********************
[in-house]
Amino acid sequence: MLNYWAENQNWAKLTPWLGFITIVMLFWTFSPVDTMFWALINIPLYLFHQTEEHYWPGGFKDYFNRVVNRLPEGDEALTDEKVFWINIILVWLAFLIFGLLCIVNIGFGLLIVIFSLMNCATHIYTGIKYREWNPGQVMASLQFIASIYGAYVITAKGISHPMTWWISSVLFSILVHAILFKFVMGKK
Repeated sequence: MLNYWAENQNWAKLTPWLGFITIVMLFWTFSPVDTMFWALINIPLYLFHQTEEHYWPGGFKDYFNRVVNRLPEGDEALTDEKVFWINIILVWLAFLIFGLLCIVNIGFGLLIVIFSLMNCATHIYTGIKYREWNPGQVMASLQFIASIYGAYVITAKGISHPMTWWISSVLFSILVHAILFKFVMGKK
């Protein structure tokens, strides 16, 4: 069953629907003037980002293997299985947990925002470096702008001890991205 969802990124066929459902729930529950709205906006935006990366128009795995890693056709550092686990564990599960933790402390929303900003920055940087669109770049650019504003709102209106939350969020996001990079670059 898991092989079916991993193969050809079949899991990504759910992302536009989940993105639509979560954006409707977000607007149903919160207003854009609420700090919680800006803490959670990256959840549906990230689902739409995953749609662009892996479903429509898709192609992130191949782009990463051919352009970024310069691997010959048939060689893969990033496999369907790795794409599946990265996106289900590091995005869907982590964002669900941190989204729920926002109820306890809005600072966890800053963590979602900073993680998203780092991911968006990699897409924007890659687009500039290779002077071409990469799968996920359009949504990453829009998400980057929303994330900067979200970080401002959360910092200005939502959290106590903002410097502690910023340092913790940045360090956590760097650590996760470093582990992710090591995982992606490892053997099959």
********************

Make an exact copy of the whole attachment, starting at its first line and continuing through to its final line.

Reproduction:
[in-house]
Amino acid sequence: MLNYWAENQNWAKLTPWLGFITIVMLFWTFSPVDTMFWALINIPLYLFHQTEEHYWPGGFKDYFNRVVNRLPEGDEALTDEKVFWINIILVWLAFLIFGLLCIVNIGFGLLIVIFSLMNCATHIYTGIKYREWNPGQVMASLQFIASIYGAYVITAKGISHPMTWWISSVLFSILVHAILFKFVMGKK
Repeated sequence: MLNYWAENQNWAKLTPWLGFITIVMLFWTFSPVDTMFWALINIPLYLFHQTEEHYWPGGFKDYFNRVVNRLPEGDEALTDEKVFWINIILVWLAFLIFGLLCIVNIGFGLLIVIFSLMNCATHIYTGIKYREWNPGQVMASLQFIASIYGAYVITAKGISHPMTWWISSVLFSILVHAILFKFVMGKK
């Protein structure tokens, strides 16, 4: 069953629907003037980002293997299985947990925002470096702008001890991205 969802990124066929459902729930529950709205906006935006990366128009795995890693056709550092686990564990599960933790402390929303900003920055940087669109770049650019504003709102209106939350969020996001990079670059 898991092989079916991993193969050809079949899991990504759910992302536009989940993105639509979560954006409707977000607007149903919160207003854009609420700090919680800006803490959670990256959840549906990230689902739409995953749609662009892996479903429509898709192609992130191949782009990463051919352009970024310069691997010959048939060689893969990033496999369907790795794409599946990265996106289900590091995005869907982590964002669900941190989204729920926002109820306890809005600072966890800053963590979602900073993680998203780092991911968006990699897409924007890659687009500039290779002077071409990469799968996920359009949504990453829009998400980057929303994330900067979200970080401002959360910092200005939502959290106590903002410097502690910023340092913790940045360090956590760097650590996760470093582990992710090591995982992606490892053997099959």